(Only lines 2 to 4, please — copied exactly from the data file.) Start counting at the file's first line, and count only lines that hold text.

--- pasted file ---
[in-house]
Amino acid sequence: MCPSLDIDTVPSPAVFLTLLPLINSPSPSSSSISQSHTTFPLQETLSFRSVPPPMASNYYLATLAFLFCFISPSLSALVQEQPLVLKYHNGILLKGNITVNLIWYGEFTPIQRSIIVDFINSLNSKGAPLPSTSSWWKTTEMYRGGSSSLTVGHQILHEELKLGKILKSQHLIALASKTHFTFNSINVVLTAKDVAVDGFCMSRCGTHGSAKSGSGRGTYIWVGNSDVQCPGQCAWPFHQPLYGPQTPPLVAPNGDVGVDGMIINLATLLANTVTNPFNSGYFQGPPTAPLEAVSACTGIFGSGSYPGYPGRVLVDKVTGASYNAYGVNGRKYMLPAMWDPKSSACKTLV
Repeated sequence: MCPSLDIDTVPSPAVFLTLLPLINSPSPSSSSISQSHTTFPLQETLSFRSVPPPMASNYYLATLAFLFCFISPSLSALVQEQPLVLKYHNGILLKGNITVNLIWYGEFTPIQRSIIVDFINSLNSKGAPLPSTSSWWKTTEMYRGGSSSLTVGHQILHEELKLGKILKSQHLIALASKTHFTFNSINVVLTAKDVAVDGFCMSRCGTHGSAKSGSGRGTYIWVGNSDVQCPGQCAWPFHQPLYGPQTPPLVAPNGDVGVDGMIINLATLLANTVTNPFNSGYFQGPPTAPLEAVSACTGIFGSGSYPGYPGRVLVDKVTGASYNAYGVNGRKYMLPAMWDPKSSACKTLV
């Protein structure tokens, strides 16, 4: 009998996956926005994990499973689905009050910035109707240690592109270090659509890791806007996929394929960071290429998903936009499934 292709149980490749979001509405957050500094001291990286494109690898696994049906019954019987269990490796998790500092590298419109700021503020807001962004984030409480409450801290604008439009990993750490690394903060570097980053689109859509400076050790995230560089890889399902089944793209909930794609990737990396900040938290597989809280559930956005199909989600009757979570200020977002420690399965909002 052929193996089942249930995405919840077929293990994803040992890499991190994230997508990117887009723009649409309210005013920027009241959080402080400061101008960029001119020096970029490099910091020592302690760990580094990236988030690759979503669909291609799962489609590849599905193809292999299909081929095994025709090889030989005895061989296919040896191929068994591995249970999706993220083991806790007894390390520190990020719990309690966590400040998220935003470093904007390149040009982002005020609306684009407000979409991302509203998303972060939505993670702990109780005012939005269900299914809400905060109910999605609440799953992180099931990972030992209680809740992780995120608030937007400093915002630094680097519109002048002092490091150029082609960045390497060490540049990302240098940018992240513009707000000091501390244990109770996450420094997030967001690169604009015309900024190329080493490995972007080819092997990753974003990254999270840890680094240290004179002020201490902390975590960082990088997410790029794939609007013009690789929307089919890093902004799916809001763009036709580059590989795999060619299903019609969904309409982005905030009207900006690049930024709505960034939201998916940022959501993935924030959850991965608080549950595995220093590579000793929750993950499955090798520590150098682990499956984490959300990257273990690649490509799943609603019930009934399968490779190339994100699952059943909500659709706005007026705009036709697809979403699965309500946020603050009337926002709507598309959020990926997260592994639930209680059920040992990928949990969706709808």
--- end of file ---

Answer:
Amino acid sequence: MCPSLDIDTVPSPAVFLTLLPLINSPSPSSSSISQSHTTFPLQETLSFRSVPPPMASNYYLATLAFLFCFISPSLSALVQEQPLVLKYHNGILLKGNITVNLIWYGEFTPIQRSIIVDFINSLNSKGAPLPSTSSWWKTTEMYRGGSSSLTVGHQILHEELKLGKILKSQHLIALASKTHFTFNSINVVLTAKDVAVDGFCMSRCGTHGSAKSGSGRGTYIWVGNSDVQCPGQCAWPFHQPLYGPQTPPLVAPNGDVGVDGMIINLATLLANTVTNPFNSGYFQGPPTAPLEAVSACTGIFGSGSYPGYPGRVLVDKVTGASYNAYGVNGRKYMLPAMWDPKSSACKTLV
Repeated sequence: MCPSLDIDTVPSPAVFLTLLPLINSPSPSSSSISQSHTTFPLQETLSFRSVPPPMASNYYLATLAFLFCFISPSLSALVQEQPLVLKYHNGILLKGNITVNLIWYGEFTPIQRSIIVDFINSLNSKGAPLPSTSSWWKTTEMYRGGSSSLTVGHQILHEELKLGKILKSQHLIALASKTHFTFNSINVVLTAKDVAVDGFCMSRCGTHGSAKSGSGRGTYIWVGNSDVQCPGQCAWPFHQPLYGPQTPPLVAPNGDVGVDGMIINLATLLANTVTNPFNSGYFQGPPTAPLEAVSACTGIFGSGSYPGYPGRVLVDKVTGASYNAYGVNGRKYMLPAMWDPKSSACKTLV
């Protein structure tokens, strides 16, 4: 009998996956926005994990499973689905009050910035109707240690592109270090659509890791806007996929394929960071290429998903936009499934 292709149980490749979001509405957050500094001291990286494109690898696994049906019954019987269990490796998790500092590298419109700021503020807001962004984030409480409450801290604008439009990993750490690394903060570097980053689109859509400076050790995230560089890889399902089944793209909930794609990737990396900040938290597989809280559930956005199909989600009757979570200020977002420690399965909002 052929193996089942249930995405919840077929293990994803040992890499991190994230997508990117887009723009649409309210005013920027009241959080402080400061101008960029001119020096970029490099910091020592302690760990580094990236988030690759979503669909291609799962489609590849599905193809292999299909081929095994025709090889030989005895061989296919040896191929068994591995249970999706993220083991806790007894390390520190990020719990309690966590400040998220935003470093904007390149040009982002005020609306684009407000979409991302509203998303972060939505993670702990109780005012939005269900299914809400905060109910999605609440799953992180099931990972030992209680809740992780995120608030937007400093915002630094680097519109002048002092490091150029082609960045390497060490540049990302240098940018992240513009707000000091501390244990109770996450420094997030967001690169604009015309900024190329080493490995972007080819092997990753974003990254999270840890680094240290004179002020201490902390975590960082990088997410790029794939609007013009690789929307089919890093902004799916809001763009036709580059590989795999060619299903019609969904309409982005905030009207900006690049930024709505960034939201998916940022959501993935924030959850991965608080549950595995220093590579000793929750993950499955090798520590150098682990499956984490959300990257273990690649490509799943609603019930009934399968490779190339994100699952059943909500659709706005007026705009036709697809979403699965309500946020603050009337926002709507598309959020990926997260592994639930209680059920040992990928949990969706709808």